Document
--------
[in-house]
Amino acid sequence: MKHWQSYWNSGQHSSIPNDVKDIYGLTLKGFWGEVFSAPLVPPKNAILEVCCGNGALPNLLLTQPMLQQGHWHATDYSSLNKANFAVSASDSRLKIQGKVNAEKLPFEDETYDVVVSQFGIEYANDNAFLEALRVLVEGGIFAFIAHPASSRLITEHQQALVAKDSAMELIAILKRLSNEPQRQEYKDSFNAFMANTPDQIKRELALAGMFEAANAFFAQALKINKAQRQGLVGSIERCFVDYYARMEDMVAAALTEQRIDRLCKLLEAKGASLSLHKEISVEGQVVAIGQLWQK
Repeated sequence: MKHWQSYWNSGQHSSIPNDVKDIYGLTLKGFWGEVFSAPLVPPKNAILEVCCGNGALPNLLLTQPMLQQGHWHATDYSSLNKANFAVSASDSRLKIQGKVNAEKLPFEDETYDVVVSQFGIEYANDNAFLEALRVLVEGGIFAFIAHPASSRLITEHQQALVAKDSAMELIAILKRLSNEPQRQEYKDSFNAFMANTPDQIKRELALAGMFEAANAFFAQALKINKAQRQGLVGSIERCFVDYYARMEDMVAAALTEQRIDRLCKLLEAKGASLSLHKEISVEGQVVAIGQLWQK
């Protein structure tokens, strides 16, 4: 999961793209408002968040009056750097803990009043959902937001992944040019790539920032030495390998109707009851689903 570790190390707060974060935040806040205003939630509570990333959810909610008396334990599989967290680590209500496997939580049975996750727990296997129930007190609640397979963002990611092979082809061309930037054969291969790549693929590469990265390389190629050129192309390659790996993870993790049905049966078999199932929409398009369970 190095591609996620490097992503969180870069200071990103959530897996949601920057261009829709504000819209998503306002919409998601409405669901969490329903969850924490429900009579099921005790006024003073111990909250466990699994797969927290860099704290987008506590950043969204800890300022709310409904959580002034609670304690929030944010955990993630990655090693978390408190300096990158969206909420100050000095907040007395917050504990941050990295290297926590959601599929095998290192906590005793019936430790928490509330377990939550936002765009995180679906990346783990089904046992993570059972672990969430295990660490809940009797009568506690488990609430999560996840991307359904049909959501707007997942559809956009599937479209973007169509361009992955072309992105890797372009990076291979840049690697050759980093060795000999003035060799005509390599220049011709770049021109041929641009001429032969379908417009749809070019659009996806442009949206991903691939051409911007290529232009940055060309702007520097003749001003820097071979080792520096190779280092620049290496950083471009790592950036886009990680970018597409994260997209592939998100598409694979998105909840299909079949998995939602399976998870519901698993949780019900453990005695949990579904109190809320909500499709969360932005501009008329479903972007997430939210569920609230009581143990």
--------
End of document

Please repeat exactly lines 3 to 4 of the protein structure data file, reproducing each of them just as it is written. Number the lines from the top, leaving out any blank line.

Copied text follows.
Repeated sequence: MKHWQSYWNSGQHSSIPNDVKDIYGLTLKGFWGEVFSAPLVPPKNAILEVCCGNGALPNLLLTQPMLQQGHWHATDYSSLNKANFAVSASDSRLKIQGKVNAEKLPFEDETYDVVVSQFGIEYANDNAFLEALRVLVEGGIFAFIAHPASSRLITEHQQALVAKDSAMELIAILKRLSNEPQRQEYKDSFNAFMANTPDQIKRELALAGMFEAANAFFAQALKINKAQRQGLVGSIERCFVDYYARMEDMVAAALTEQRIDRLCKLLEAKGASLSLHKEISVEGQVVAIGQLWQK
């Protein structure tokens, strides 16, 4: 999961793209408002968040009056750097803990009043959902937001992944040019790539920032030495390998109707009851689903 570790190390707060974060935040806040205003939630509570990333959810909610008396334990599989967290680590209500496997939580049975996750727990296997129930007190609640397979963002990611092979082809061309930037054969291969790549693929590469990265390389190629050129192309390659790996993870993790049905049966078999199932929409398009369970 190095591609996620490097992503969180870069200071990103959530897996949601920057261009829709504000819209998503306002919409998601409405669901969490329903969850924490429900009579099921005790006024003073111990909250466990699994797969927290860099704290987008506590950043969204800890300022709310409904959580002034609670304690929030944010955990993630990655090693978390408190300096990158969206909420100050000095907040007395917050504990941050990295290297926590959601599929095998290192906590005793019936430790928490509330377990939550936002765009995180679906990346783990089904046992993570059972672990969430295990660490809940009797009568506690488990609430999560996840991307359904049909959501707007997942559809956009599937479209973007169509361009992955072309992105890797372009990076291979840049690697050759980093060795000999003035060799005509390599220049011709770049021109041929641009001429032969379908417009749809070019659009996806442009949206991903691939051409911007290529232009940055060309702007520097003749001003820097071979080792520096190779280092620049290496950083471009790592950036886009990680970018597409994260997209592939998100598409694979998105909840299909079949998995939602399976998870519901698993949780019900453990005695949990579904109190809320909500499709969360932005501009008329479903972007997430939210569920609230009581143990």